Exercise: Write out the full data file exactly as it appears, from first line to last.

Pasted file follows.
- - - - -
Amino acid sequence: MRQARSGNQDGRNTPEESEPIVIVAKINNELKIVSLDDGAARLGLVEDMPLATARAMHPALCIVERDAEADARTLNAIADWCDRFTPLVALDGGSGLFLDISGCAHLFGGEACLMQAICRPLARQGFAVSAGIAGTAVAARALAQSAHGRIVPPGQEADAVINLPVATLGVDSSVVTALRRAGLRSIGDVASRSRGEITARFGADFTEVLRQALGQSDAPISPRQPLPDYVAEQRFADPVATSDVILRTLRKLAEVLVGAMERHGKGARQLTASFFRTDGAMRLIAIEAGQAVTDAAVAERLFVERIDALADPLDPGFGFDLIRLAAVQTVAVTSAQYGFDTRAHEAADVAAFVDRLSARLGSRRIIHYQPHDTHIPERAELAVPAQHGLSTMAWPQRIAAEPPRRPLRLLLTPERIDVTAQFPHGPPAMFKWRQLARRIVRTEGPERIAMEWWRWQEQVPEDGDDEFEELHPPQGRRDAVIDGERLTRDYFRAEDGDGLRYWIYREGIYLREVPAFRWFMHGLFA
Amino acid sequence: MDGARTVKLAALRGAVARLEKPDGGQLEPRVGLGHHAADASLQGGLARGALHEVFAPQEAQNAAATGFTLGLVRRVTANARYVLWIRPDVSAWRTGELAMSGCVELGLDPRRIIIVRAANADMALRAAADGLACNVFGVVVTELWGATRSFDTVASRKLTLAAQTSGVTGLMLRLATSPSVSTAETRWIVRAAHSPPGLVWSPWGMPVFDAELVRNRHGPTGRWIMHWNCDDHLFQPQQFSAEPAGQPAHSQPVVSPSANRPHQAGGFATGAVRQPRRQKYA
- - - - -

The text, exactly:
Amino acid sequence: MRQARSGNQDGRNTPEESEPIVIVAKINNELKIVSLDDGAARLGLVEDMPLATARAMHPALCIVERDAEADARTLNAIADWCDRFTPLVALDGGSGLFLDISGCAHLFGGEACLMQAICRPLARQGFAVSAGIAGTAVAARALAQSAHGRIVPPGQEADAVINLPVATLGVDSSVVTALRRAGLRSIGDVASRSRGEITARFGADFTEVLRQALGQSDAPISPRQPLPDYVAEQRFADPVATSDVILRTLRKLAEVLVGAMERHGKGARQLTASFFRTDGAMRLIAIEAGQAVTDAAVAERLFVERIDALADPLDPGFGFDLIRLAAVQTVAVTSAQYGFDTRAHEAADVAAFVDRLSARLGSRRIIHYQPHDTHIPERAELAVPAQHGLSTMAWPQRIAAEPPRRPLRLLLTPERIDVTAQFPHGPPAMFKWRQLARRIVRTEGPERIAMEWWRWQEQVPEDGDDEFEELHPPQGRRDAVIDGERLTRDYFRAEDGDGLRYWIYREGIYLREVPAFRWFMHGLFA
Amino acid sequence: MDGARTVKLAALRGAVARLEKPDGGQLEPRVGLGHHAADASLQGGLARGALHEVFAPQEAQNAAATGFTLGLVRRVTANARYVLWIRPDVSAWRTGELAMSGCVELGLDPRRIIIVRAANADMALRAAADGLACNVFGVVVTELWGATRSFDTVASRKLTLAAQTSGVTGLMLRLATSPSVSTAETRWIVRAAHSPPGLVWSPWGMPVFDAELVRNRHGPTGRWIMHWNCDDHLFQPQQFSAEPAGQPAHSQPVVSPSANRPHQAGGFATGAVRQPRRQKYA